Australia has enjoyed its most successful day yet at the 2019 World Para-athletics Championships in Dubai, UAE, collecting three medals including a world record-breaking performance from sprinter James Turner.

Along with his gold, plus silvers to discus thrower Sarah Edmiston and wheelchair racer Rheed McCracken, Australia surged up the medal table from seventh to fourth position – three gold, three silver – after four days of competition with five still to go.

Turner, who qualified fourth fastest for the men’s 100m T36 final in 12.03, smashed that heat time and broke Mohamad Puzi’s (MAS) world record (11.87) by clocking 11.72. Puzi ended up with the bronze, and Yang Yifei (CHN). the silver.

“It feels amazing,” Turner said. “It hasn’t quite sunk in yet, as it was over so quickly,” Turner said. “I actually didn’t know about the world record until the Canadians told me.”

That is probably due to the fact Turner just kept accelerating along the Dubai track, passing three competitors on his way to the finish line.

“Everything went exactly to plan. My coach Iryna [Dvoskina] saw to that. We’ve been practising very hard and I couldn’t have done it without her. She’s put a lot of hard work into me.”

Turner virtually picked up from where he left off at the last World Championships – in London, England, two years ago where he won gold medals over 200m, 400m and 800m.

In Dubai, he has committed himself to the 100m and 400m, as they are the events on the Tokyo 2020 Paralympic Games program for his cerebral palsy class.

For Edmiston, there’s a shaft of pain through her right knee every time she throws. But a silver medal in the women’s discus throw F44 at her second World Championships eases a lot of the discomfort.

Edmiston, who damaged nerves in her leg waterskiing as a 19-year-old, recorded 36.42 metres on her first attempt to jump into silver medal position behind China’s Yao Juan (38.78m).

“I never looked back. It’s really good I did that, as the competition went for so long, and we were delayed starting [by half an hour], so it was great to get a good throw out there first up,” she said.

“The legs got a little bit tired there towards the end. But I’m just so happy. It’s been a really long two years of training.”

She did improve the distance a smidge with a 36.43m on her third throw to lock silver into place.

Edmiston is coached by husband Paul, with some extra help from former Australian throws coach John Eden, who was trackside in Dubai yelling encouragement dressed in a New Zealand polo shirt – as he now works for his native country with their athletics team.

“Someone had to be home looking after the kids so it’s unfortunate Paul couldn’t be here. But we’ve been working with John since just after London,” she said.

“The technical stuff, she’s doing so well already,” Eden said.

“So for Tokyo, she is right on the money. She’s only got to chase two metres, and she can do that.”

You would be forgiven for thinking McCracken is tiring of finishing with silver medals in the men’s 100m T34 class. He has two from the Paralympics Games (2012, 2016) and now three from Worlds (2013, 2017, 2019).

“It does feel a bit that way, doesn’t it?,” McCracken said.

“It’s hard, because I feel so happy to be on the podium, and I don’t want to sound ungrateful, but I felt I was in really good form this year. I suppose you’re never too sure how things will pan out with Walid [Ktila].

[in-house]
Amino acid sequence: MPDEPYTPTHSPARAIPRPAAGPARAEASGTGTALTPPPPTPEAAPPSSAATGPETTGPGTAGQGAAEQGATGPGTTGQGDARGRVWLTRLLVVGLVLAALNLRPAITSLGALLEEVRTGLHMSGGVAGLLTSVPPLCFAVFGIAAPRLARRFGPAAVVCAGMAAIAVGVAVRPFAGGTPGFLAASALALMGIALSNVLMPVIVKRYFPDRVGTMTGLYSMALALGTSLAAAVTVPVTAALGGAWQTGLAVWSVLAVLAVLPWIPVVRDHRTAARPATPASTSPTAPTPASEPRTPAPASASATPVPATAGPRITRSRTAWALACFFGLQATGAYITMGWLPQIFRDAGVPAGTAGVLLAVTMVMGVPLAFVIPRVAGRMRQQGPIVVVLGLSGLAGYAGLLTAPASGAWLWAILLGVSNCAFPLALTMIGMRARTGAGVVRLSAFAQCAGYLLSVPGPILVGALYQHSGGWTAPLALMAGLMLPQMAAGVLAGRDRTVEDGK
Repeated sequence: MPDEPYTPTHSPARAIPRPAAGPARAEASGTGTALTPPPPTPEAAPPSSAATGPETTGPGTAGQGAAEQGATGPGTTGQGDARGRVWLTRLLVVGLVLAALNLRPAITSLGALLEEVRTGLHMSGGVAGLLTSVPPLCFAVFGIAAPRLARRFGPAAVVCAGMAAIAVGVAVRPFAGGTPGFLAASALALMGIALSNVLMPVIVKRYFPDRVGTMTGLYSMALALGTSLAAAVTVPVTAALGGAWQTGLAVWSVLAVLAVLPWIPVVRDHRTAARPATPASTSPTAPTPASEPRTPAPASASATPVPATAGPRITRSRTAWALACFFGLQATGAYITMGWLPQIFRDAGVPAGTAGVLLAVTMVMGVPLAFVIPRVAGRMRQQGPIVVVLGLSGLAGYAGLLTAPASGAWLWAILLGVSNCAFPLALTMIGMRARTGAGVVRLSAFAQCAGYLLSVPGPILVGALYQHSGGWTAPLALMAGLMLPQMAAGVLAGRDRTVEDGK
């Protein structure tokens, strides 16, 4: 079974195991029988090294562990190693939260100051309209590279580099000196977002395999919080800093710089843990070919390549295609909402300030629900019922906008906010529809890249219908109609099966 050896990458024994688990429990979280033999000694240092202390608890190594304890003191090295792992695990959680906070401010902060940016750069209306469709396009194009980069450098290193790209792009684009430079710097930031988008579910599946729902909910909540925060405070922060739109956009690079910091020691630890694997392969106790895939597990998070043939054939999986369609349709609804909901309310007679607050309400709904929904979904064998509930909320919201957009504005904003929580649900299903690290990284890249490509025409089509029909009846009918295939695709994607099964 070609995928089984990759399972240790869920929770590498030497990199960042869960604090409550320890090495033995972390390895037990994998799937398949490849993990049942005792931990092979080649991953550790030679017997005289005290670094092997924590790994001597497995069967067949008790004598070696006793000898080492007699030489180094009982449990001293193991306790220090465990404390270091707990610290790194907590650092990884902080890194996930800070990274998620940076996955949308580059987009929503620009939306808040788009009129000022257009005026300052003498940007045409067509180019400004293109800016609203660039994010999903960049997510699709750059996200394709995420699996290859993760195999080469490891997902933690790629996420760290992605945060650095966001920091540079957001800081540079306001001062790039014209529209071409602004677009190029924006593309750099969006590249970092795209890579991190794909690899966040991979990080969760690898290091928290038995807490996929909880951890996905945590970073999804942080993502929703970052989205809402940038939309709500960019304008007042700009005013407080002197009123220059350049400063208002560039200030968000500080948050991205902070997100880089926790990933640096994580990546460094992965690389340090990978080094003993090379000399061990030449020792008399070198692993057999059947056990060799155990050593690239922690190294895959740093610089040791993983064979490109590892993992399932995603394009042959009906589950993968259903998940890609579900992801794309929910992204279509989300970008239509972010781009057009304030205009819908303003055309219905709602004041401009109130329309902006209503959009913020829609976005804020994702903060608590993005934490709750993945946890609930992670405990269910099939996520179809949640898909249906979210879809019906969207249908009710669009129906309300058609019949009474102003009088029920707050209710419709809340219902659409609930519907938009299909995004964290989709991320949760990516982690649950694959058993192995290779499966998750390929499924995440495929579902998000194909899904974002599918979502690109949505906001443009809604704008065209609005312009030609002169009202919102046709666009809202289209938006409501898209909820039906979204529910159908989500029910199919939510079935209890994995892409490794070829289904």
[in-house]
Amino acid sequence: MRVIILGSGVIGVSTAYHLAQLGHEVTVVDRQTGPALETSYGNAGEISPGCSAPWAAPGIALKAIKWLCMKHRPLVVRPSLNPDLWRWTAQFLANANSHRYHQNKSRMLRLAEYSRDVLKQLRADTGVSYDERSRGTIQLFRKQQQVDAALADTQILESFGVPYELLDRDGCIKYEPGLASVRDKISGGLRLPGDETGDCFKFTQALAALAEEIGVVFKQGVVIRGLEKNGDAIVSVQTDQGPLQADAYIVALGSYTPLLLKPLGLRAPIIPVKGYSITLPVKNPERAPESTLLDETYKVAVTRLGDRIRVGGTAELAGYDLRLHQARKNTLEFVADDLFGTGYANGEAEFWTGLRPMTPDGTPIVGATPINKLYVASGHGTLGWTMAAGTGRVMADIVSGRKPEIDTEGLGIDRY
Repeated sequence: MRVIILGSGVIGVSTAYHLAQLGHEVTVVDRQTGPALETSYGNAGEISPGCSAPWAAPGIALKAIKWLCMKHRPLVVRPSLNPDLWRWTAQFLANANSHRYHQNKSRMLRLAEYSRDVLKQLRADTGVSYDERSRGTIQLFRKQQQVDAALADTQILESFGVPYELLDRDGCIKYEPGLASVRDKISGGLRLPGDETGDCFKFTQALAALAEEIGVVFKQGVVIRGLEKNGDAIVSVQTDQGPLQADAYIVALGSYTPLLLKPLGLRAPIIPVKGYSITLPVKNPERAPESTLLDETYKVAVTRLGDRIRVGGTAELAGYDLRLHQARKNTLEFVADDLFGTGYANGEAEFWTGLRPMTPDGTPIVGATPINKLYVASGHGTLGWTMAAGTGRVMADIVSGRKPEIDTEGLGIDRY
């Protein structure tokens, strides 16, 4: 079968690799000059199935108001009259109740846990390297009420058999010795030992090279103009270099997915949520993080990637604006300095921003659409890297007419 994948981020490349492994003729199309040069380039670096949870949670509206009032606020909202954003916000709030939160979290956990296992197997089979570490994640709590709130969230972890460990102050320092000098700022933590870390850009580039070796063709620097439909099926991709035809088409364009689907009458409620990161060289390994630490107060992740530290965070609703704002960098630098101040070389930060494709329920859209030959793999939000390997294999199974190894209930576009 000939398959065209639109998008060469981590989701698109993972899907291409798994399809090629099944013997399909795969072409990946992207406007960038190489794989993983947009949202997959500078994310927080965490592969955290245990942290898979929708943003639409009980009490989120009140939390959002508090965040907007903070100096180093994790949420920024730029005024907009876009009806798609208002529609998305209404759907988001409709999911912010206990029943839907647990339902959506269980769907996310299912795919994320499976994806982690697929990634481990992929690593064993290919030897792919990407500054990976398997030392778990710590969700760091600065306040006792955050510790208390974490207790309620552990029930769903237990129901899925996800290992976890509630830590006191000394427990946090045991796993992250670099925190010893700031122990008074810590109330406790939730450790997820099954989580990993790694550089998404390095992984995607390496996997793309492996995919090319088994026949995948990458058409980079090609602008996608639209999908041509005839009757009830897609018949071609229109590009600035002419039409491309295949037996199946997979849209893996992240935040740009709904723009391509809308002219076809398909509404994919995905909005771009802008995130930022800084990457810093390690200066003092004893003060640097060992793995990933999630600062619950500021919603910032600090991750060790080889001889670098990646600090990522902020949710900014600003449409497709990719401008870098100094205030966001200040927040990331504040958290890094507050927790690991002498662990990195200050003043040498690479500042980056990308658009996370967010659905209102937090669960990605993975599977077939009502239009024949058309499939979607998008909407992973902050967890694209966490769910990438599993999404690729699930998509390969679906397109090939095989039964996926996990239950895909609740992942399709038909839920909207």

The Tunisian finished with gold (14.99) ahead of McCracken (15.51), which is the same finishing order as the 2017 World Championships.

“I got a win over him earlier this year so I thought that put me in good stead. It’s just one of those things. I’m still happy to be in second spot because I know lots of people would kill to have a silver medal.”

Robyn Lambird’s women’s 100m T34 final didn’t go exactly to plan, with a fifth placing in 19.73.

“The time is not perfect for me,” Lambird said. “I came into this comp third in the world, so I would have liked to have done a bit better … maybe nerves and all.

“I spent the majority of the season racing myself at home so to come to a world titles is a bit different.”

It is Lambird’s maiden international debut and she is already a part of history. The winner of the T34 final, Great Britain’s Hannah Cockroft, broke the world record (16.80) with a 16.77 push.

“That’s kind of special. I just wanted to come out, have a good race and put it all on the track,” said Lambird, who is British-born but was raised in Perth.

“I think I just need a little more preparation in the warm-up. I rushed things a bit. But I’ll be working really hard to get that spot for Tokyo and win a medal.”

Brianna Coop finished fifth in the women’s 100m T35 final. She finished fourth in this event in London but has been battling a stress fracture in her foot, which has kept her off the track for three weeks.

“We were at least able to maintain everything, but I couldn’t build on it unfortunately,” Coop said of her preparation with coach Wayne Leaver.

“It was never going to stop me racing – it was a case of how can we work around it.”

Madison de Rozario and Eliza Ault-Connell are both through to Monday (11 November) night’s women’s 1500m T54 final after heat times of 3:28.29 and 3:32.88 respectively.

It was de Rozario’s first race in Dubai and she landed in a quality heat.

“We had two world champions lining up, with Catherine [Debrunner from Switzerland] and Lihong [Zou from China] having already won gold medals here, so it was an interesting field with everyone having different skills,” de Rozario said.

De Rozario has her own claim to fame. She was bronze medallist in this event at the last World Championships, but took the 1500m world record in Switzerland in May 2018.

Ault-Connell is now into her third final in four days of racing, by adding the 1500m to the 100m and 800m earlier in the nine-day program.

By Athletics Australia
Posted: 11/11/2019
Photo with thanks to World Para-athletics